Proving You Didn't Want It by Savanna Scott Leslie

Q: Please answer my questions as simply as you can and try not to interrupt because the transcriptionist gets mad at us when we talk over each other. Okay. We’ll get started. You’re saying Mr. X robbed you?

A: That’s right, yes. He robbed me.

Q: He took something that was yours, and in your recollection, he didn’t have your permission?

A: He didn’t have my permission. That’s right.

Q: Alright. Let’s go back to thirteen years ago. You were friendly with Mr. X, weren’t you?

A: I’m not sure I’d call it ‘friendly.’

Q: Okay. What would you call it then?

A: I don’t know. I knew him, I guess.

Q: You spent quite a bit of time together, didn’t you?

A: I guess so, for a little while.

Q: You guess so, but you don’t actually remember?

A: No, I do remember. I did spend time with him back then but not often or, like, regularly.

Q: On at least one of these occasions where you spent time together, he was inside your home with you. Correct?

A: Yes. That’s correct.

Q: You invited him into your home with you?

A: Not exactly. He [inaudible]—

Q: It’s a simple question. You did or you didn’t invite him. Did you invite him?

A: I mean I don’t think I had called him or, you know, texted him and asked him to come. I think he came with friends that I had invited.

Q: You think so?

A: Yes. He did come with friends of mine that I had invited. He tagged along with them.

Q: And he just barged in, insinuated himself ?

A: What? No. He—

Q: Ma’am, this will go a lot faster if you let me ask the questions. Thank you. There’s no need for you to ask questions here today.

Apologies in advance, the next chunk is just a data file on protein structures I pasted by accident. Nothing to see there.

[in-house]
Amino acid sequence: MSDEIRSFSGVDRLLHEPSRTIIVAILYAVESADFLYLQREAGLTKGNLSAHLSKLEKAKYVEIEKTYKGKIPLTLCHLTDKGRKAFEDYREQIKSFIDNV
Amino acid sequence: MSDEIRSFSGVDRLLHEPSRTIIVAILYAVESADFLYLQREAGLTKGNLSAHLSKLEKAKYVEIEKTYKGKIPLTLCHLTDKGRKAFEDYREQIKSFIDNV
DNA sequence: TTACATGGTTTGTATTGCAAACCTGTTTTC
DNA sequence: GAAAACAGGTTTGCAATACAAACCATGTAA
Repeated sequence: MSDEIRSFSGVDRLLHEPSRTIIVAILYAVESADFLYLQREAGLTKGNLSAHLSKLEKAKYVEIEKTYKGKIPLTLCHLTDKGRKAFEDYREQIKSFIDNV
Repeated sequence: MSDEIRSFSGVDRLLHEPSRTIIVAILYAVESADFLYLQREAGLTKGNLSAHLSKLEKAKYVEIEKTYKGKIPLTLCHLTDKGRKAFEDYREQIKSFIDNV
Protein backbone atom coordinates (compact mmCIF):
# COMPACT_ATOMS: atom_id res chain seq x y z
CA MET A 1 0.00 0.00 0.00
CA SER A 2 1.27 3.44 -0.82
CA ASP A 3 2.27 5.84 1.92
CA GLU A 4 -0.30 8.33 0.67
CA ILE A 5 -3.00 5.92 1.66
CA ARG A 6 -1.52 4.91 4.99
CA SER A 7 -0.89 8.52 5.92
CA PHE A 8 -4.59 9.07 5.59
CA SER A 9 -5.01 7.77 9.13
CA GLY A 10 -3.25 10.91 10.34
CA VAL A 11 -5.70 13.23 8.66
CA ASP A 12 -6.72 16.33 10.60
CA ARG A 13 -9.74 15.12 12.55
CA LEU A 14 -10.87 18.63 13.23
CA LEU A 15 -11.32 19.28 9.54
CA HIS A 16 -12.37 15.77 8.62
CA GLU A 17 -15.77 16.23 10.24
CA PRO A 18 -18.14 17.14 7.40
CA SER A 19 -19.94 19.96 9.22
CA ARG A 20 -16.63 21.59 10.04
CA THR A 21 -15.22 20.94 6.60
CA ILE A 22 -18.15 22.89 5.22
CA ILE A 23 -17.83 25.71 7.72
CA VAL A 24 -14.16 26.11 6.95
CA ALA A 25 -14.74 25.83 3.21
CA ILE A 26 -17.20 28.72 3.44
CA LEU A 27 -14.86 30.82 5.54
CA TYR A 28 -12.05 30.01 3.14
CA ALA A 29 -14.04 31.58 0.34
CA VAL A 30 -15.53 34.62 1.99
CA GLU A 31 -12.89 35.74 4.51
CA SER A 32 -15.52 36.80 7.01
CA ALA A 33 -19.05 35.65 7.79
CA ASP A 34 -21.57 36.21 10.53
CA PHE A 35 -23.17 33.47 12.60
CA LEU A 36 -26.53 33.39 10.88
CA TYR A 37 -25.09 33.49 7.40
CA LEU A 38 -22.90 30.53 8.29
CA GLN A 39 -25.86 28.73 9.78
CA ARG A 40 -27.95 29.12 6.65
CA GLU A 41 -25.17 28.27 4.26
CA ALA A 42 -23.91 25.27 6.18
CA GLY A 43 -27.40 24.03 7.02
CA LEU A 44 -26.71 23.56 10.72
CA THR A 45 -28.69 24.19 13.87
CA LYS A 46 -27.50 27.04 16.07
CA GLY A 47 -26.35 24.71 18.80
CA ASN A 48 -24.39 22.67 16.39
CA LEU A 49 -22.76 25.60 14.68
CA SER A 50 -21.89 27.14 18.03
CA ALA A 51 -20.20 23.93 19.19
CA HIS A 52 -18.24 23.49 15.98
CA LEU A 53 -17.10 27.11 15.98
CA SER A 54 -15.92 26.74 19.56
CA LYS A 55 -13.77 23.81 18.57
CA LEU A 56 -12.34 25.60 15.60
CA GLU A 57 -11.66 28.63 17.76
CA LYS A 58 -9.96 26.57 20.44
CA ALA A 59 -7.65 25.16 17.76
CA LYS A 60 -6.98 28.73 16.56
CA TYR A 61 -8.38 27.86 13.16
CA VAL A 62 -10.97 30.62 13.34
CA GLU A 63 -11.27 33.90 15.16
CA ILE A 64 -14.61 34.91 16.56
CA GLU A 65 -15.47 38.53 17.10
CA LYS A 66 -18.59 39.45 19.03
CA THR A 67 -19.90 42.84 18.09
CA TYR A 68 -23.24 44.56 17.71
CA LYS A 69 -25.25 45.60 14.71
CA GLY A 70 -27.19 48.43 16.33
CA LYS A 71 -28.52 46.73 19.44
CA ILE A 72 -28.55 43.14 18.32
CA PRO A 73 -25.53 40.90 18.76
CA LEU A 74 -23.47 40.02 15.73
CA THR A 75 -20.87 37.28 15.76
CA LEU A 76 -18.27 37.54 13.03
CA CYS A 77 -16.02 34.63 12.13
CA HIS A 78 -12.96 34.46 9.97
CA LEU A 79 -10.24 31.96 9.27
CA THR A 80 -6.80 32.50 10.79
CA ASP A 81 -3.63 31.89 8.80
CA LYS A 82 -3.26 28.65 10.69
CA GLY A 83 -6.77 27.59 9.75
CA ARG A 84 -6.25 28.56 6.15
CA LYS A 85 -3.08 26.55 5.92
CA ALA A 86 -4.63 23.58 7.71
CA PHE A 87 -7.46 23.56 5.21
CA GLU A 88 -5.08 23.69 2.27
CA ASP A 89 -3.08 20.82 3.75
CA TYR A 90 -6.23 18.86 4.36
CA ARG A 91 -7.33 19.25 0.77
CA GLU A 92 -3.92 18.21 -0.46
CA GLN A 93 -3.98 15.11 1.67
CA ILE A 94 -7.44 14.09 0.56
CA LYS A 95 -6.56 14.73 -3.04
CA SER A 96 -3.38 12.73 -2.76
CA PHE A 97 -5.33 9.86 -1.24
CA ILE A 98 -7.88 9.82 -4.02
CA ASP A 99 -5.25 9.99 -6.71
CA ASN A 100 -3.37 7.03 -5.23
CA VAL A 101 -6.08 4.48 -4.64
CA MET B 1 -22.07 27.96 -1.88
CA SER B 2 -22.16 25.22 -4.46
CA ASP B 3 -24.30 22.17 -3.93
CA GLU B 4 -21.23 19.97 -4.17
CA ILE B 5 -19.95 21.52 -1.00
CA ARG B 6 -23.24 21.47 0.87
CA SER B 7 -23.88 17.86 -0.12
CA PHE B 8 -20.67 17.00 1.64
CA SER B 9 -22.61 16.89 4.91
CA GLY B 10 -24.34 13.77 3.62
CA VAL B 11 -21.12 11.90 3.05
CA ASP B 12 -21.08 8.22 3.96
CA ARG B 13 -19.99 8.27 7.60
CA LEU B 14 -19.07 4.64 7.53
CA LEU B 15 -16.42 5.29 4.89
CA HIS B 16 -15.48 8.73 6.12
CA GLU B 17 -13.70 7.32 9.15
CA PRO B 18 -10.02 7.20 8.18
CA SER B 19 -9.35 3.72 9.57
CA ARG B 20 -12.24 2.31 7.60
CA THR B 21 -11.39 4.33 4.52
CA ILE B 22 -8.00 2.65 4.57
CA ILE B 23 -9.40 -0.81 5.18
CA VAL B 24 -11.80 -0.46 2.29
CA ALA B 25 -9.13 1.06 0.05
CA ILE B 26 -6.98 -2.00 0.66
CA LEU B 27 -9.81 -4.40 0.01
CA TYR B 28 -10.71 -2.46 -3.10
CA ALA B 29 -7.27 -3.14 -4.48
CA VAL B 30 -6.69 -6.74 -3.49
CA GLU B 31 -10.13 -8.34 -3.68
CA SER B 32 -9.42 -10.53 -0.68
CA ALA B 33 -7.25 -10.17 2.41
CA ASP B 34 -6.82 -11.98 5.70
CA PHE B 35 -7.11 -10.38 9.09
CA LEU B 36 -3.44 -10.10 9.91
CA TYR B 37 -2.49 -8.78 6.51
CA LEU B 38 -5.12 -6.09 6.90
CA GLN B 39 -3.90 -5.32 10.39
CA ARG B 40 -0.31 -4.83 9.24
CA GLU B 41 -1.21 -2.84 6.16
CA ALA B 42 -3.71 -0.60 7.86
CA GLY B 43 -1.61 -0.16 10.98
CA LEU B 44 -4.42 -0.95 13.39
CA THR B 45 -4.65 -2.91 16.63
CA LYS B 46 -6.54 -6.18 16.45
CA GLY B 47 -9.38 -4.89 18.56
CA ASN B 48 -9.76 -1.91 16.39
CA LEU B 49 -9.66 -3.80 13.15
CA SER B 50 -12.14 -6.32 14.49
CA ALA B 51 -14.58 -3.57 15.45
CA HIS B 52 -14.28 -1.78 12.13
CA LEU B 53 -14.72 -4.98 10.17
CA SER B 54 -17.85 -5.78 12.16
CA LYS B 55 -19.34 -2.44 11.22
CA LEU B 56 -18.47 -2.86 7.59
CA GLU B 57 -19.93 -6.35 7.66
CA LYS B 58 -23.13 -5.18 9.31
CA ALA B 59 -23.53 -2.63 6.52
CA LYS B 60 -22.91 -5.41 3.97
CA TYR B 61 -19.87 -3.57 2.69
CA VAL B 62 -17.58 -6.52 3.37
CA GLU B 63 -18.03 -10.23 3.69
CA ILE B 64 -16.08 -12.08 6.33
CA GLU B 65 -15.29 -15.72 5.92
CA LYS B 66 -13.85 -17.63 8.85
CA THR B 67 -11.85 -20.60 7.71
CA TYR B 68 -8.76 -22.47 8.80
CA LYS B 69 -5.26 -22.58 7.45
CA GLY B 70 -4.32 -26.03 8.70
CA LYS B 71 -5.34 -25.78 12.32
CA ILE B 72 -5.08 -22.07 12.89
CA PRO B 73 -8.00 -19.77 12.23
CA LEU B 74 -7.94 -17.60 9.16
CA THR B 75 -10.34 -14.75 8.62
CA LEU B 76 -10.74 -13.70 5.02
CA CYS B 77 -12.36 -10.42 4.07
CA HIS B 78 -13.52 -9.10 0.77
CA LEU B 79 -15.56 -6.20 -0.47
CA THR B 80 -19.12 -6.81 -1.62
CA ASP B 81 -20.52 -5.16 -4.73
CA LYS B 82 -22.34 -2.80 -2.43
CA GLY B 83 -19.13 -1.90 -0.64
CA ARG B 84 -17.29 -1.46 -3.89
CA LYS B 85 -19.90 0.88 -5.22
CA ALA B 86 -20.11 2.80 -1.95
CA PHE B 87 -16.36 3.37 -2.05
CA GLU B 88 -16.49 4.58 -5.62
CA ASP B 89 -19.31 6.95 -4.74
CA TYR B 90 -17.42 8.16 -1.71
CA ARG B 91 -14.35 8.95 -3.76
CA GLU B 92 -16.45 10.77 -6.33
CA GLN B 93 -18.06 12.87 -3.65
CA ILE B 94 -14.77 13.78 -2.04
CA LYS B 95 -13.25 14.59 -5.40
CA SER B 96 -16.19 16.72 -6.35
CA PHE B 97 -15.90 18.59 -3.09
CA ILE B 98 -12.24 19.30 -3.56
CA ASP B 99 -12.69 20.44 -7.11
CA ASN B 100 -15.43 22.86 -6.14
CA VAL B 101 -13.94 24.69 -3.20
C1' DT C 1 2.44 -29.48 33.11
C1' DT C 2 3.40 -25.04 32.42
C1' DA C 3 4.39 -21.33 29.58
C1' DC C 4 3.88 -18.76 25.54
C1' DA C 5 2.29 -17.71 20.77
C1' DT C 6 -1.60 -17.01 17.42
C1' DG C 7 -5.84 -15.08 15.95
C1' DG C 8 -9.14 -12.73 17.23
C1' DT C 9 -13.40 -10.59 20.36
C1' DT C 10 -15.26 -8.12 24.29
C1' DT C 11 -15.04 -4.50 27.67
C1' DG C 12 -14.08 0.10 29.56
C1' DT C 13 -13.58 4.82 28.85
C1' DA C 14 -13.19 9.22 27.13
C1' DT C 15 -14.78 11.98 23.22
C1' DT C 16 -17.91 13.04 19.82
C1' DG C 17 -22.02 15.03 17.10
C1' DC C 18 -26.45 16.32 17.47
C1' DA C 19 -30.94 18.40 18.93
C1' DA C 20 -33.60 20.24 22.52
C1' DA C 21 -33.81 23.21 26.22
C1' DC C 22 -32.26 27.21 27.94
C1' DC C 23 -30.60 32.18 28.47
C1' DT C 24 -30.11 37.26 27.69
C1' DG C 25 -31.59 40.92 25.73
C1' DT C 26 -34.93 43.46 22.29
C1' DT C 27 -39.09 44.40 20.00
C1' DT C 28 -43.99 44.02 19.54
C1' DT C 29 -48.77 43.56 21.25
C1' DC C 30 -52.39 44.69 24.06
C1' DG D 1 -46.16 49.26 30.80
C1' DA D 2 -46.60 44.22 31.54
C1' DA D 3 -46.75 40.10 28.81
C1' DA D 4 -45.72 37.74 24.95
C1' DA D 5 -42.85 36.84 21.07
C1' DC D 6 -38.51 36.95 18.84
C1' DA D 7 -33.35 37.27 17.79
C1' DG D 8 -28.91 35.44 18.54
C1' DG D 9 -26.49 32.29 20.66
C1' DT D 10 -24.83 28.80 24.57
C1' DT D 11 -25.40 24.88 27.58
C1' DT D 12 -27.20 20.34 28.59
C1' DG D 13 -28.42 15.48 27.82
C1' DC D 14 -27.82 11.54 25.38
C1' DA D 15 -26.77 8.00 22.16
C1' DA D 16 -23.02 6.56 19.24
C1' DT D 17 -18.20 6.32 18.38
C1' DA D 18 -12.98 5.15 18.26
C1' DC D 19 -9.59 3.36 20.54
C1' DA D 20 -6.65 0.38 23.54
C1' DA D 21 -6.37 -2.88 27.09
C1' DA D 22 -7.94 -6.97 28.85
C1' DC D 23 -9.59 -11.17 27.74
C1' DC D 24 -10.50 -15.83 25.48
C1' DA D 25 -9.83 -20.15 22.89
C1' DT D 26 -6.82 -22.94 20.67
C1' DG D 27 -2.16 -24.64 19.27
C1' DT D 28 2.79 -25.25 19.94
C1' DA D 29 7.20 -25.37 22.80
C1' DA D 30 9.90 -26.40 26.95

A: I’m sorry.

Q: Alright. Now answer the question, please.

A: Um. He didn’t just barge in. I let him in along with everyone else when they came in.

Q: You let him in?

A: Yes.

Q: You permitted him to enter your home?

A: I didn’t stop him.

Q: In other words, you invited him to come in?

A: If that’s how you want to put it, okay. I let him come in with everyone else.

Q: You told me you never invited him.

A: I did, but like I just explained—

Q: A simple yes or no will suffice.

A: Okay. Yes.

Q: On this occasion, the first time you invited him into your home, you gave my client some things that belonged to you. Correct?

A: I didn’t give him anything.

Q: You didn’t [inaudible]—

A: Except food. I served everyone some food, drinks. Chips or something, you know.

Q: No, I don’t know. You’re here to explain.

A: I’m sorry. I think I gave everyone chips.

Q: What kind of chips?

A: I don’t know. I can’t remember.

Q: You can’t remember?

A: Barbecue, possibly. Maybe all-dressed.

Q: But you’re not sure?

A: I’m not sure.

Q: You don’t really remember the day, that first time you invited him into your home?

A: I wouldn’t say I don’t remember. I wouldn’t say that. I can’t remember what kind of chips.

Q: So you can’t remember everything. Okay. You’re not sure what kind of chips you gave Mr. X, but you’re certain that you did give him chips on that day?

A: Yes. Correct.

Q: Let’s move forward to the subsequent visit, where Mr. X again appeared at your home at your invitation. On that occasion, you gave him even more than you gave him at the first visit. What did you give him this time?

A: So, he came back with the same friends, the same shared mutual friends he came with before. Again, I don’t think I specifically invited him to my house but I didn’t turn him away.

Q: Answer the question, please.

A: I’m sorry. What was the question?

Q: What did you give Mr. X after welcoming him into your home on this occasion?

A: I didn’t give him anything to, like, take home with him or anything like that.

Q: You didn’t give him a single thing?

A: No. Why would—I mean I did give him dinner. It was a dinner party and he had come along sort of last-minute as a plus-one type of thing.

Q: Did you oppose the idea of him coming in?

A: Well, no. I wouldn’t say I opposed it. I wasn’t expecting to see him. We weren’t friends or anything.

Q: Okay. You weren’t friends, but at this point, you had already invited him in before and given him things already that previous time?

A: He had come over and had some food once before this. Yes. I wasn’t expecting him this time. But I mean it’s not like I was upset he was there. Um. I wouldn’t say I particularly welcomed him either.

Q: Are you in the habit of admitting people into your home who make you uncomfortable?